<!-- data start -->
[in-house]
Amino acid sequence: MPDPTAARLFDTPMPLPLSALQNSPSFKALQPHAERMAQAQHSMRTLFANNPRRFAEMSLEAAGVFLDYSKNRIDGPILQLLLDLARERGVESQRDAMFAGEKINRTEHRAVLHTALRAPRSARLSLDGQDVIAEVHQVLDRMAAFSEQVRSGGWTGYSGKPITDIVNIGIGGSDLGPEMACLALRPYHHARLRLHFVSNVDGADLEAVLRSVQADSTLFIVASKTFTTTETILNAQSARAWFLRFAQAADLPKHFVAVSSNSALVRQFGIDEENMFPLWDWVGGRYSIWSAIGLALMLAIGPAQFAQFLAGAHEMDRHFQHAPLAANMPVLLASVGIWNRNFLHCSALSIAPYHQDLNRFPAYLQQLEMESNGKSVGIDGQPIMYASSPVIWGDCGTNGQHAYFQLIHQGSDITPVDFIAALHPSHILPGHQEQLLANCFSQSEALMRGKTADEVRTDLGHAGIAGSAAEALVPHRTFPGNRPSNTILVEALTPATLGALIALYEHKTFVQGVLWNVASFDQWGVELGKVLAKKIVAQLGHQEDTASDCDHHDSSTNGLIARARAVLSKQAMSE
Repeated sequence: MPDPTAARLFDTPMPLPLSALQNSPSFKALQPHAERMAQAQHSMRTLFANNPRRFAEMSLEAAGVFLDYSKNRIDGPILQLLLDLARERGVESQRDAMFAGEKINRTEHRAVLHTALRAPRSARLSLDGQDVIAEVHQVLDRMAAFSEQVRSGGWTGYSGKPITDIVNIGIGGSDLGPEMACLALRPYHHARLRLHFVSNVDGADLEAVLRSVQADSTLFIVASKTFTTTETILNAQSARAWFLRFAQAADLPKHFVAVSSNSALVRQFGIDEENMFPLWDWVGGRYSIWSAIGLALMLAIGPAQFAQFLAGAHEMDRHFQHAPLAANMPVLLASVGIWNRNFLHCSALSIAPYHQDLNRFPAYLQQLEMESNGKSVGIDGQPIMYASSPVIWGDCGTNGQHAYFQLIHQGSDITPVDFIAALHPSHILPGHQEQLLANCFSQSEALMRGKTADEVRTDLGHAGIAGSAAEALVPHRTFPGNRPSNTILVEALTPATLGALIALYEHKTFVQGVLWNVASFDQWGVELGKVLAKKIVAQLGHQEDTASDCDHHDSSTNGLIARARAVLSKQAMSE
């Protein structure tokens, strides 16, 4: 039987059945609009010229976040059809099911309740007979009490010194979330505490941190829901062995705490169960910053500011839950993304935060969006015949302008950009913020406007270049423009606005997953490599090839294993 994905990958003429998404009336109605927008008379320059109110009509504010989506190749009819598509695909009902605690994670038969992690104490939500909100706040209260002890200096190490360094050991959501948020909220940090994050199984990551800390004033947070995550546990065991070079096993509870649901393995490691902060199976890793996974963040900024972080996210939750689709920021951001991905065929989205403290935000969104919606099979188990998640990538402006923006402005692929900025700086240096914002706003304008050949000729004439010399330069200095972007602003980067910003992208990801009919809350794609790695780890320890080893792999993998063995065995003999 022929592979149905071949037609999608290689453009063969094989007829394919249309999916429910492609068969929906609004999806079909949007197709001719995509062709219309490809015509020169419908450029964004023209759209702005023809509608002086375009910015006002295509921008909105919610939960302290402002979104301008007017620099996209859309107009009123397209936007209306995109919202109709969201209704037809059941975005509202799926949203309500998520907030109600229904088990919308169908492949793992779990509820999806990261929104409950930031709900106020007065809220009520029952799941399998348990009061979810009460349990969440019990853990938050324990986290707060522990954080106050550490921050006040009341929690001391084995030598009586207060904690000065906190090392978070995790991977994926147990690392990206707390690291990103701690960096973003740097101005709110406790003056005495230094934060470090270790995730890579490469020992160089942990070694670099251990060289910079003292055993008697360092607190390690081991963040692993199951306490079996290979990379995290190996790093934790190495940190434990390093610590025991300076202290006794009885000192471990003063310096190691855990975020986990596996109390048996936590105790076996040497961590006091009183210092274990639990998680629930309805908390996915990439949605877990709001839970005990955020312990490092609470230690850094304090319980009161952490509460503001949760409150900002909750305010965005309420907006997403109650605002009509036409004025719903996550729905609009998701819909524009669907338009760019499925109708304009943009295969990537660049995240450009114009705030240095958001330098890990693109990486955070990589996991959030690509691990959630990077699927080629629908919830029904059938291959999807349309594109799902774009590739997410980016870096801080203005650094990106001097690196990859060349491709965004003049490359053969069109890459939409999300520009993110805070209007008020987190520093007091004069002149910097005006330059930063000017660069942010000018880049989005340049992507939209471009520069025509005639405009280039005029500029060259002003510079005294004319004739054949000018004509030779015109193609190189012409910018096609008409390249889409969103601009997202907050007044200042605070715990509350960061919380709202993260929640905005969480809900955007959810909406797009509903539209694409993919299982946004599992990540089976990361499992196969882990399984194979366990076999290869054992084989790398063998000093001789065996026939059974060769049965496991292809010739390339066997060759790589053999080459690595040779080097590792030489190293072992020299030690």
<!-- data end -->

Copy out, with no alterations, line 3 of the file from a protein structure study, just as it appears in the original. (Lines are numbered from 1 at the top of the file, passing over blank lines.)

Repeated sequence: MPDPTAARLFDTPMPLPLSALQNSPSFKALQPHAERMAQAQHSMRTLFANNPRRFAEMSLEAAGVFLDYSKNRIDGPILQLLLDLARERGVESQRDAMFAGEKINRTEHRAVLHTALRAPRSARLSLDGQDVIAEVHQVLDRMAAFSEQVRSGGWTGYSGKPITDIVNIGIGGSDLGPEMACLALRPYHHARLRLHFVSNVDGADLEAVLRSVQADSTLFIVASKTFTTTETILNAQSARAWFLRFAQAADLPKHFVAVSSNSALVRQFGIDEENMFPLWDWVGGRYSIWSAIGLALMLAIGPAQFAQFLAGAHEMDRHFQHAPLAANMPVLLASVGIWNRNFLHCSALSIAPYHQDLNRFPAYLQQLEMESNGKSVGIDGQPIMYASSPVIWGDCGTNGQHAYFQLIHQGSDITPVDFIAALHPSHILPGHQEQLLANCFSQSEALMRGKTADEVRTDLGHAGIAGSAAEALVPHRTFPGNRPSNTILVEALTPATLGALIALYEHKTFVQGVLWNVASFDQWGVELGKVLAKKIVAQLGHQEDTASDCDHHDSSTNGLIARARAVLSKQAMSE